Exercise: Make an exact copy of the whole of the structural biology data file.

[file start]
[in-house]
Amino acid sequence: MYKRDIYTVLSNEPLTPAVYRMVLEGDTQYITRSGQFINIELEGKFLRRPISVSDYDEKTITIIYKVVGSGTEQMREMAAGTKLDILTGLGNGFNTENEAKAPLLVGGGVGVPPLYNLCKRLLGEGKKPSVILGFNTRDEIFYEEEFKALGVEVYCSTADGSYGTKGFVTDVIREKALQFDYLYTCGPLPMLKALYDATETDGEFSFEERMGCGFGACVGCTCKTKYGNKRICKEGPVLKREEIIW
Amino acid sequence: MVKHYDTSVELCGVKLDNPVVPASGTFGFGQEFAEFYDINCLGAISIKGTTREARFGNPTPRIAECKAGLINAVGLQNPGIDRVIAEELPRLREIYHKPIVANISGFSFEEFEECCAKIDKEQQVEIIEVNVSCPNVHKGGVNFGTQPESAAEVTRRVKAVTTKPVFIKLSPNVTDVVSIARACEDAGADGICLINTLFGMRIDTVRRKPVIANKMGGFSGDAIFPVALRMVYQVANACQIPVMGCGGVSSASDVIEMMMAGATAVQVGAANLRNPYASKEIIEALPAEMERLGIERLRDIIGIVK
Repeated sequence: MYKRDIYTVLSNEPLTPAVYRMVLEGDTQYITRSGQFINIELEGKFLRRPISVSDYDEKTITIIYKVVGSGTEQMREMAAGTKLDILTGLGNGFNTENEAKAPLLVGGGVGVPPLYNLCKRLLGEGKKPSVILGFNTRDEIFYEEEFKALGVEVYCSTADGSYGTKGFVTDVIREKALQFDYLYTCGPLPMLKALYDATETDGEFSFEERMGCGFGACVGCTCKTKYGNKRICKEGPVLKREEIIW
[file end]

[in-house]
Amino acid sequence: MYKRDIYTVLSNEPLTPAVYRMVLEGDTQYITRSGQFINIELEGKFLRRPISVSDYDEKTITIIYKVVGSGTEQMREMAAGTKLDILTGLGNGFNTENEAKAPLLVGGGVGVPPLYNLCKRLLGEGKKPSVILGFNTRDEIFYEEEFKALGVEVYCSTADGSYGTKGFVTDVIREKALQFDYLYTCGPLPMLKALYDATETDGEFSFEERMGCGFGACVGCTCKTKYGNKRICKEGPVLKREEIIW
Amino acid sequence: MVKHYDTSVELCGVKLDNPVVPASGTFGFGQEFAEFYDINCLGAISIKGTTREARFGNPTPRIAECKAGLINAVGLQNPGIDRVIAEELPRLREIYHKPIVANISGFSFEEFEECCAKIDKEQQVEIIEVNVSCPNVHKGGVNFGTQPESAAEVTRRVKAVTTKPVFIKLSPNVTDVVSIARACEDAGADGICLINTLFGMRIDTVRRKPVIANKMGGFSGDAIFPVALRMVYQVANACQIPVMGCGGVSSASDVIEMMMAGATAVQVGAANLRNPYASKEIIEALPAEMERLGIERLRDIIGIVK
Repeated sequence: MYKRDIYTVLSNEPLTPAVYRMVLEGDTQYITRSGQFINIELEGKFLRRPISVSDYDEKTITIIYKVVGSGTEQMREMAAGTKLDILTGLGNGFNTENEAKAPLLVGGGVGVPPLYNLCKRLLGEGKKPSVILGFNTRDEIFYEEEFKALGVEVYCSTADGSYGTKGFVTDVIREKALQFDYLYTCGPLPMLKALYDATETDGEFSFEERMGCGFGACVGCTCKTKYGNKRICKEGPVLKREEIIW